How Do Governments Approach Foreign Policy?
In this educational video, explore three fundamental questions that shape a country’s relationship with the world through foreign policy.
Teaching Resources—Approaches to Foreign Policy: Introduction (including lesson plan with slides)
Higher Education Discussion Guide
How to Approach Foreign Policy
Foreign policy of all kinds has a primary objective: to influence other countries in order to protect and advance a government’s interests, values, or both. However, leaders approach that common goal with different strategies.
In general, three main questions inform a government’s approach to foreign policy.
Engagement vs. Isolationism
One debate considers how extensively countries should involve themselves in foreign engagements. Should a country actively participate in global affairs (engagement) or instead try to pull up the drawbridge and shield itself from the outside world (isolationism)?
Idealism vs. Realism
Another debate revolves around which principles should drive foreign policy, and how a government sets its foreign policy priorities. Idealists would say that foreign policy should reflect a country’s internal values and that nations should seek to promote those values abroad. Realists, on the other hand, would say that foreign policy should focus less on a country’s domestic values and more on shaping the foreign policy of other countries to achieve basic economic and political interests abroad.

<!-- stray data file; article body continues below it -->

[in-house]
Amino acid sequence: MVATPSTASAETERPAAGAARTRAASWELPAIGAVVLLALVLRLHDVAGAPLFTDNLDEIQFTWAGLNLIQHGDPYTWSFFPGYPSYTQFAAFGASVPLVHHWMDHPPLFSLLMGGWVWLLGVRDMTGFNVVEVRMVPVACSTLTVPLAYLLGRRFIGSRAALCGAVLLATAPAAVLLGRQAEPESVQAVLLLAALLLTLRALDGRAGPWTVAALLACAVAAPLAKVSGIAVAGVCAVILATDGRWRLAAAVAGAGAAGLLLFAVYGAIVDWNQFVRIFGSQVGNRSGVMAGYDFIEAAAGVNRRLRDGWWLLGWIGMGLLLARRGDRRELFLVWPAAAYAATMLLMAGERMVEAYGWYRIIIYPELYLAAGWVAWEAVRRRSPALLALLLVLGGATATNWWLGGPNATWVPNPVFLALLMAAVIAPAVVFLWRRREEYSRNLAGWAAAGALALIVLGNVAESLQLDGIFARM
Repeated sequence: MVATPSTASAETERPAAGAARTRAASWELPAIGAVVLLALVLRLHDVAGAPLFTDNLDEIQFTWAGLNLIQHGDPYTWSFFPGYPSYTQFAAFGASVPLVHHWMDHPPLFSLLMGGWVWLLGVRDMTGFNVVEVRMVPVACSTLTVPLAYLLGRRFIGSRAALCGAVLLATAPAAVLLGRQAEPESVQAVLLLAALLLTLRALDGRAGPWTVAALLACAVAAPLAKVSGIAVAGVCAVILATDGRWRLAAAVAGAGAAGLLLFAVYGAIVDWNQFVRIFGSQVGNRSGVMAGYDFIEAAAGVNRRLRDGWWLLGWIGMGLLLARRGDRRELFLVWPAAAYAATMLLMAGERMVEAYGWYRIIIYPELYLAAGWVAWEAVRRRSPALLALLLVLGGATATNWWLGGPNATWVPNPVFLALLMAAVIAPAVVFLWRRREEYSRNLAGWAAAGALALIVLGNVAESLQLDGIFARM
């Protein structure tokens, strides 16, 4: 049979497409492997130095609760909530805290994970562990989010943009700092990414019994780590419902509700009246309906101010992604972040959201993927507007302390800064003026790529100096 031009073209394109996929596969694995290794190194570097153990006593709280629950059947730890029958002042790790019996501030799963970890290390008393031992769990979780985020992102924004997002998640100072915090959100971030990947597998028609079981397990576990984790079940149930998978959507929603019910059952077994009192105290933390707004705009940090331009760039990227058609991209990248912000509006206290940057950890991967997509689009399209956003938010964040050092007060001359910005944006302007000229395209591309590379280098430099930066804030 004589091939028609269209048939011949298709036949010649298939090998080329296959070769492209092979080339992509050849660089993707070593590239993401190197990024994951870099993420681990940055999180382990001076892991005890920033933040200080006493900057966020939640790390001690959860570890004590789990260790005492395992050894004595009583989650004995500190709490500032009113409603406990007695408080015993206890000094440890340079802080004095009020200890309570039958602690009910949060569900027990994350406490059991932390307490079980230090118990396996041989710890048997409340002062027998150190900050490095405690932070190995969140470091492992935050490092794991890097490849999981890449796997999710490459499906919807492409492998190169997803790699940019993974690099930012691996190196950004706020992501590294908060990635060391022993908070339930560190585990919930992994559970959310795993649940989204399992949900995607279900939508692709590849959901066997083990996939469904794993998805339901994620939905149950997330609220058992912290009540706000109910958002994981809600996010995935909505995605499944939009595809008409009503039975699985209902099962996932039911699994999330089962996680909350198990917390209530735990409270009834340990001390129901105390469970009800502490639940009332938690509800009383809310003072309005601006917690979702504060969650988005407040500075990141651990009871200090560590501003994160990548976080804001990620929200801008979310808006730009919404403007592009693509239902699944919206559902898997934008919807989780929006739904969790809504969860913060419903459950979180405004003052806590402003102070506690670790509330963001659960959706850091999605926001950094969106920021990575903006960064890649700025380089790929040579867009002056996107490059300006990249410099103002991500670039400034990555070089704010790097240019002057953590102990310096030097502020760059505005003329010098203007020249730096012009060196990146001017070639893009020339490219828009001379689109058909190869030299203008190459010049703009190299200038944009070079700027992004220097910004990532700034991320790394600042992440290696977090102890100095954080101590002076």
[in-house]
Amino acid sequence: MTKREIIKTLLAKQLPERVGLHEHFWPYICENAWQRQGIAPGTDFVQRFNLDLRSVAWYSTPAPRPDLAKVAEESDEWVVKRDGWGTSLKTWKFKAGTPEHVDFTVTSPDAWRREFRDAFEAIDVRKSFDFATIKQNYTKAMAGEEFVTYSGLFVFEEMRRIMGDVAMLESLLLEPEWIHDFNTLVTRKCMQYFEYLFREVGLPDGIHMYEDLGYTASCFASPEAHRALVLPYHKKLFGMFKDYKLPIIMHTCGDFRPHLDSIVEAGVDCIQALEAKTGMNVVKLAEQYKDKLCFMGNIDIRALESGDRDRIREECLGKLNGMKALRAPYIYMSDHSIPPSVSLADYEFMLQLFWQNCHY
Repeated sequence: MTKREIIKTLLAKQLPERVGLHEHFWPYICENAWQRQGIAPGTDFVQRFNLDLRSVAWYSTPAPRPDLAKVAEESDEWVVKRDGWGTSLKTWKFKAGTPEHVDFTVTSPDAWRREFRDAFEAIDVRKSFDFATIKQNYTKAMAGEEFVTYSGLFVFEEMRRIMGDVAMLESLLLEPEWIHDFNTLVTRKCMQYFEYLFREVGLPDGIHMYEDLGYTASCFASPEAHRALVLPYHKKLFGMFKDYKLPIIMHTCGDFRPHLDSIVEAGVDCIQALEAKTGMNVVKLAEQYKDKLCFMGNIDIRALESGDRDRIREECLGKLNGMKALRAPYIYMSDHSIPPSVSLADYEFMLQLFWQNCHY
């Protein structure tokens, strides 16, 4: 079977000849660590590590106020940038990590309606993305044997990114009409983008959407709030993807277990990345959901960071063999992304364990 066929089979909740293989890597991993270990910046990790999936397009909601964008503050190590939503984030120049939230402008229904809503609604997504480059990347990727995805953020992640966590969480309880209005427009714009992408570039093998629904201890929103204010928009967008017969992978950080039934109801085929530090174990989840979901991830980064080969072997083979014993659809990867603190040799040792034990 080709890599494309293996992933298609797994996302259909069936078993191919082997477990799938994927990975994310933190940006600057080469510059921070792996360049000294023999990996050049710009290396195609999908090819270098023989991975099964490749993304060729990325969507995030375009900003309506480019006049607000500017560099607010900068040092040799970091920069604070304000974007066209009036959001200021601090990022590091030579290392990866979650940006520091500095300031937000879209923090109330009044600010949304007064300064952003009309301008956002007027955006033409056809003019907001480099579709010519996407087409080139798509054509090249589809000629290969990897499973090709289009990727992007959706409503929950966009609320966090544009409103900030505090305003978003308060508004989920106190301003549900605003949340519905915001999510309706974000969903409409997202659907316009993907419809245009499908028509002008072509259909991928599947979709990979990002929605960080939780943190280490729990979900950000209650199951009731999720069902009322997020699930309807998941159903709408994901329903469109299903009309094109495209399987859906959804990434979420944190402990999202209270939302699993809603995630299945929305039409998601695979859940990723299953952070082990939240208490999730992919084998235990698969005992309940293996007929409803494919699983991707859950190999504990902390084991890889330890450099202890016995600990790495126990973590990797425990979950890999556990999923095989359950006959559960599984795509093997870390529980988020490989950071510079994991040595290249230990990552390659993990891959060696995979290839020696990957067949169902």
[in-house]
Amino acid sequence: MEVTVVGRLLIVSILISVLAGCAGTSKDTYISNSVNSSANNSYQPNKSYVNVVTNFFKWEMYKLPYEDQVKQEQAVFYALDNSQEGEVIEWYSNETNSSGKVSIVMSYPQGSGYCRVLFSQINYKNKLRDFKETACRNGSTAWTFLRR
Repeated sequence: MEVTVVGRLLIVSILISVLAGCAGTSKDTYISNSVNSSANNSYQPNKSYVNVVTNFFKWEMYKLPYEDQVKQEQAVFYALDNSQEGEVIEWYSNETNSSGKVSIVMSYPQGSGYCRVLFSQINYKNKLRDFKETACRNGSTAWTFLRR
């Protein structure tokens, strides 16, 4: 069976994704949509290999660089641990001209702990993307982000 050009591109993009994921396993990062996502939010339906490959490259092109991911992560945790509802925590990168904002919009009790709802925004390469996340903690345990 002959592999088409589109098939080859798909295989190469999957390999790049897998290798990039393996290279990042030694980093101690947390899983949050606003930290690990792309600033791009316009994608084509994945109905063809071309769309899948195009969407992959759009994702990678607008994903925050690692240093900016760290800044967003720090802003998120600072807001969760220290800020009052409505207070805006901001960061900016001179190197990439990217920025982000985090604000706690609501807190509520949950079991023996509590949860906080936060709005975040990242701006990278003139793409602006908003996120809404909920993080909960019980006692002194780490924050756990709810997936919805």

Unilateralism vs. Multilateralism
A third debate explores what approach governments should take to achieve a country’s foreign policy goals—namely, whether to work with others (multilateralism) or go it alone (unilateralism).
All foreign policy combines elements from both sides of those debates. In turn, the real question facing decision-makers is how much to emphasize each approach in order to achieve their aims.